Thursday, October 15, 2009

Decoding the Future - part 3

(photo from NASA -

This post begins with an apology. To all those who requested draft 1.5 of the technology and philanthropy paper, and to whom it was scheduled to be sent on October 9 - apologies. Simply put - it is not ready yet. We're working on it. We got so much great information and feedback from folks on draft v 1.0 and so much feedback to the blog posts here and here - (and here, here and here) - well, we've got a lot of work to do. Our internal timeline for revisions, edits, revisions etc. put us into the middle of November. If you already requested it, you are on the list - we will send it to you when it is ready to go. Again, our apologies.

That said, here's some insight into what we're working on. (and here and here are the back posts that give you the story so far) - which can be summed up as:
  1. "Data are the new platform for change.
  2. The changes are not about the digital technologies that allow access, or about the data themselves. They are about the expectations and behaviors they unleash.
  3. These changes, coupled with changes in the public and private sectors, are pushing a transition to a "social economy" made up of interdependent public, private and philanthropic capital and creators of social goods.
  4. All of these changes are not an end of a story, they are simply the beginning.
  5. Philanthropy is an industry of passion and volunteerism in which collusion should be encouraged. It may not change in the same way, at the same speed, or driven by the same forces as the newspaper or music industries or the public sector.
We are also looking at cloud technology and peer to peer philanthropic networks. Finally, the rising interest in networks - both for doing work and donating to work (do-ers and donors) - raises fascinating questions about governance and enterprise structures for change going forward. Yesterday there was an interesting discussion of funding in networks that was captured on twitter (Hashtag #netfunders). The Annie E Casey Foundation offers several useful case studies on this, and Working Wikily is chock-full of insights.

Also relevant here, and the topic of one of my books in progress - The Giving Commons - is the re-emergent understanding of the commons as a framework for governance in and around social change. Once the purview of shared agricultural resources, the commons has come to provide a frame for understanding the ways we interact around shared information resources. Elinor Ostrom, who was just awarded the Nobel Prize in Economics for her work in this area, describes it as such:
"There appears to have been a spontaneous explosion of "Ah ha" moments when multiple users on the Internet one day sat up, probably in frustration, and said, "Hey! This is a shared resource!" People started to notice behaviors and conditions on the web - congestion, free riding, conflict, overuse, and "pollution" - that had long been identifed with other types of commons. They began to notice that this new conduit of distributing information was neither a private nor strictly a public resource."*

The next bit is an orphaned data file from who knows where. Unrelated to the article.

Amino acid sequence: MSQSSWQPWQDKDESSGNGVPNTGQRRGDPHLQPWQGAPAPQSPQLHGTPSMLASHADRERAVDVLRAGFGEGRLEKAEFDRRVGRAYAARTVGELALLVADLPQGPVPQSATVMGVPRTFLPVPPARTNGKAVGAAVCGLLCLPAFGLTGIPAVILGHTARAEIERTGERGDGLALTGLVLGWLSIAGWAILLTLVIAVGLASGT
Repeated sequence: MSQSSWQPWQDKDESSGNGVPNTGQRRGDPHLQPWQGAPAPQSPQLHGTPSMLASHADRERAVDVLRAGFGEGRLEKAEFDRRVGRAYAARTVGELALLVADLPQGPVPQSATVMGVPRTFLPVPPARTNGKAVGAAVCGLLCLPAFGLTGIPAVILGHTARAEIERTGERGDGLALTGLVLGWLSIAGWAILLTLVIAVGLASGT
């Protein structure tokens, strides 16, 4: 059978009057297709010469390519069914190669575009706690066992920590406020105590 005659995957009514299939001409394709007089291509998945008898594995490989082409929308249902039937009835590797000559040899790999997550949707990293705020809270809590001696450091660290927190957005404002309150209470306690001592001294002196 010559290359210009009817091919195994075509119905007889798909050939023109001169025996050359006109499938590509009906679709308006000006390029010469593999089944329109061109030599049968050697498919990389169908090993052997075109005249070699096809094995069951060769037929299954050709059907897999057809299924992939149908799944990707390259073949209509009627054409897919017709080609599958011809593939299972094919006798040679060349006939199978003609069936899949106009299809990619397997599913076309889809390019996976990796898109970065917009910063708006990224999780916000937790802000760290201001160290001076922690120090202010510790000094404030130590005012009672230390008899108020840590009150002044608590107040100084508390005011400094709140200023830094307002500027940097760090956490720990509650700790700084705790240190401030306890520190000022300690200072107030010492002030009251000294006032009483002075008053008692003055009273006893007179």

In addition to the emergent commons awareness around the Internet, climate change has also re-catalyzed interest in the commons. Those of us old enough to remember the Whole Earth Catalogue are familiar with the impact of that very first photo of earth from space which made the beauty and limits of this shared resource starkly visible.

Many of us are familiar with the Creative Commons, the open licensing system launched by Larry Lessig with signifcant financial support from the MacArthur Foundation, among others (and the licensing system that I use for this blog, by the way). Other visible commons-related efforts that matter to philanthropy include the Public Library of Science, the Science Commons, and efforts to make public data freely available, searchable and usable (Obama's Open Government Initiative, the work of the Sunlight Foundation, the work of the Internet Archive, OntheCommons - the list goes on and on.) Ironically, a recent study by the Berkman Center at Harvard noted that, despite the involvement of foundations and philanthropy in developing Creative Commons and other open content licensing systems, few of them actually use them as part of their own knowledge production and sharing policies.** Open content licensing and open access is now cool enough to warrant its own week of activity and activism - next week, October 19-23 marks Open Access Week.

So as we continue writing about the future of philanthropy and technology, these big issues - networks + network governance, the commons, cloud technology - are front and center. We've got a lot to make sense of - I better leave this here and get back to work.

*Hess and Ostrom (eds) Understanding Knowledge as a Commons: From Theory to Practice, Cambridge, MA: MIT Press, 2007, p. 4

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